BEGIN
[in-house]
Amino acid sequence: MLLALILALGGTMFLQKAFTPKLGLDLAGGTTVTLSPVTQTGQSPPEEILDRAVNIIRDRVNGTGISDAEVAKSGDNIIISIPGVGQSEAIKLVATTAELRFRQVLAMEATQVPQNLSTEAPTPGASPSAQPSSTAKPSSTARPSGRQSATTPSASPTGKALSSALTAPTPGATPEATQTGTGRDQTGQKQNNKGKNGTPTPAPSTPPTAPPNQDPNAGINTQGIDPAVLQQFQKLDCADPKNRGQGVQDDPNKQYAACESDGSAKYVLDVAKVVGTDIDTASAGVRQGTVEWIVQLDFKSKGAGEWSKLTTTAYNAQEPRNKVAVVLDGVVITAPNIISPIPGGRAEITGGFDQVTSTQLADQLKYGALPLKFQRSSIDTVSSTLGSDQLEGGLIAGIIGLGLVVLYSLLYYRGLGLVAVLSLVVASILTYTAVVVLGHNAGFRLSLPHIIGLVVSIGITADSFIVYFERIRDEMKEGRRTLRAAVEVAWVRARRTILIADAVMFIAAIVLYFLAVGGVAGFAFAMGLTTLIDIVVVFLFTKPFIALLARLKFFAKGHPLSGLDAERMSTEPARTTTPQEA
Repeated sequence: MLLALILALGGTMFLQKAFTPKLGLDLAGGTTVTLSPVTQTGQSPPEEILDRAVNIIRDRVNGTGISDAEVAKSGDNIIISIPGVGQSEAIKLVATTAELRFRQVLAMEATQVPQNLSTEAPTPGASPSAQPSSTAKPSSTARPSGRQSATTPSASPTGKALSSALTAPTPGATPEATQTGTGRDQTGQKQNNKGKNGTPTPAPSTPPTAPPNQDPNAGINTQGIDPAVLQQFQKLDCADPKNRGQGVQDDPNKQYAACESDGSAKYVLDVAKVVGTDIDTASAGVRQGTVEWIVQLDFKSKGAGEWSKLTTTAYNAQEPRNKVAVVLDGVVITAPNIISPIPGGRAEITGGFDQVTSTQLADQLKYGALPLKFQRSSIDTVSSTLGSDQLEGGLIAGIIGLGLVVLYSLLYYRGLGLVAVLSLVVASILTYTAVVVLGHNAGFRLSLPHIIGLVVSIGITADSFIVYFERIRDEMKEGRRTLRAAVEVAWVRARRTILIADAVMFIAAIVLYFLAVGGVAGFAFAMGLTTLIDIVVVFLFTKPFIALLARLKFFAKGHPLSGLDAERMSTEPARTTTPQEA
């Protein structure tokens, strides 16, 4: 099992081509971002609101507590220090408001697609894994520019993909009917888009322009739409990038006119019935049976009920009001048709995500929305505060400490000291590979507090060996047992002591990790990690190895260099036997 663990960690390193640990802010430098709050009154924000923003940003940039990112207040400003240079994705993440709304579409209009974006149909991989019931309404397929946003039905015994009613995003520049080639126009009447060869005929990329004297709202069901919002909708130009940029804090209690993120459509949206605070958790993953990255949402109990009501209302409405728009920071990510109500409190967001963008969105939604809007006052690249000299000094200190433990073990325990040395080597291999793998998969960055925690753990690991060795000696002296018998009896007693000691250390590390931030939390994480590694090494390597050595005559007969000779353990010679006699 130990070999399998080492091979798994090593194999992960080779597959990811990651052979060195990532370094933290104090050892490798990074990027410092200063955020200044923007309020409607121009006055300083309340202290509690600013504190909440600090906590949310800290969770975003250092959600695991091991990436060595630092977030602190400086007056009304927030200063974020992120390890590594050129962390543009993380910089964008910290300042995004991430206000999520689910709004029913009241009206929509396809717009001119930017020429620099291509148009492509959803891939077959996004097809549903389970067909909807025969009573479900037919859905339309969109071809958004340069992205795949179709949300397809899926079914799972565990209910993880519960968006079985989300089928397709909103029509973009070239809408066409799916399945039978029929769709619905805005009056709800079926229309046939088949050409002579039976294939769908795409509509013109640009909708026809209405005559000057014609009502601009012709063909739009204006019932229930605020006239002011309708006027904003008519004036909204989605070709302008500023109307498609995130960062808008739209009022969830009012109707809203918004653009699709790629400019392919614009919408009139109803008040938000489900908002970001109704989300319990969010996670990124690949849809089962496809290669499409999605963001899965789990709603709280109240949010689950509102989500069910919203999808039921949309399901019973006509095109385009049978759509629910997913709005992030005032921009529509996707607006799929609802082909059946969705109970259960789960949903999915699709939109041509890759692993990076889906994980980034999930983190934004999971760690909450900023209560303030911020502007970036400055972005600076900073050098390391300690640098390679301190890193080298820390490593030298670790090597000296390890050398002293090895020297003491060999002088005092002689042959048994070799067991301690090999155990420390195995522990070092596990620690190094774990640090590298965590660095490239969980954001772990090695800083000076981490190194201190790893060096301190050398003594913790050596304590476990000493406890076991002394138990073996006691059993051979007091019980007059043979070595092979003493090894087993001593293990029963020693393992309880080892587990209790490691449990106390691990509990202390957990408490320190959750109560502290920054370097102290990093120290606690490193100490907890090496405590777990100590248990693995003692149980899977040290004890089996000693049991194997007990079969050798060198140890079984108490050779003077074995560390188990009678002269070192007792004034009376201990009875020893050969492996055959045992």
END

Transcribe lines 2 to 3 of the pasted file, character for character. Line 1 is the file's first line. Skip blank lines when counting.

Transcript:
Amino acid sequence: MLLALILALGGTMFLQKAFTPKLGLDLAGGTTVTLSPVTQTGQSPPEEILDRAVNIIRDRVNGTGISDAEVAKSGDNIIISIPGVGQSEAIKLVATTAELRFRQVLAMEATQVPQNLSTEAPTPGASPSAQPSSTAKPSSTARPSGRQSATTPSASPTGKALSSALTAPTPGATPEATQTGTGRDQTGQKQNNKGKNGTPTPAPSTPPTAPPNQDPNAGINTQGIDPAVLQQFQKLDCADPKNRGQGVQDDPNKQYAACESDGSAKYVLDVAKVVGTDIDTASAGVRQGTVEWIVQLDFKSKGAGEWSKLTTTAYNAQEPRNKVAVVLDGVVITAPNIISPIPGGRAEITGGFDQVTSTQLADQLKYGALPLKFQRSSIDTVSSTLGSDQLEGGLIAGIIGLGLVVLYSLLYYRGLGLVAVLSLVVASILTYTAVVVLGHNAGFRLSLPHIIGLVVSIGITADSFIVYFERIRDEMKEGRRTLRAAVEVAWVRARRTILIADAVMFIAAIVLYFLAVGGVAGFAFAMGLTTLIDIVVVFLFTKPFIALLARLKFFAKGHPLSGLDAERMSTEPARTTTPQEA
Repeated sequence: MLLALILALGGTMFLQKAFTPKLGLDLAGGTTVTLSPVTQTGQSPPEEILDRAVNIIRDRVNGTGISDAEVAKSGDNIIISIPGVGQSEAIKLVATTAELRFRQVLAMEATQVPQNLSTEAPTPGASPSAQPSSTAKPSSTARPSGRQSATTPSASPTGKALSSALTAPTPGATPEATQTGTGRDQTGQKQNNKGKNGTPTPAPSTPPTAPPNQDPNAGINTQGIDPAVLQQFQKLDCADPKNRGQGVQDDPNKQYAACESDGSAKYVLDVAKVVGTDIDTASAGVRQGTVEWIVQLDFKSKGAGEWSKLTTTAYNAQEPRNKVAVVLDGVVITAPNIISPIPGGRAEITGGFDQVTSTQLADQLKYGALPLKFQRSSIDTVSSTLGSDQLEGGLIAGIIGLGLVVLYSLLYYRGLGLVAVLSLVVASILTYTAVVVLGHNAGFRLSLPHIIGLVVSIGITADSFIVYFERIRDEMKEGRRTLRAAVEVAWVRARRTILIADAVMFIAAIVLYFLAVGGVAGFAFAMGLTTLIDIVVVFLFTKPFIALLARLKFFAKGHPLSGLDAERMSTEPARTTTPQEA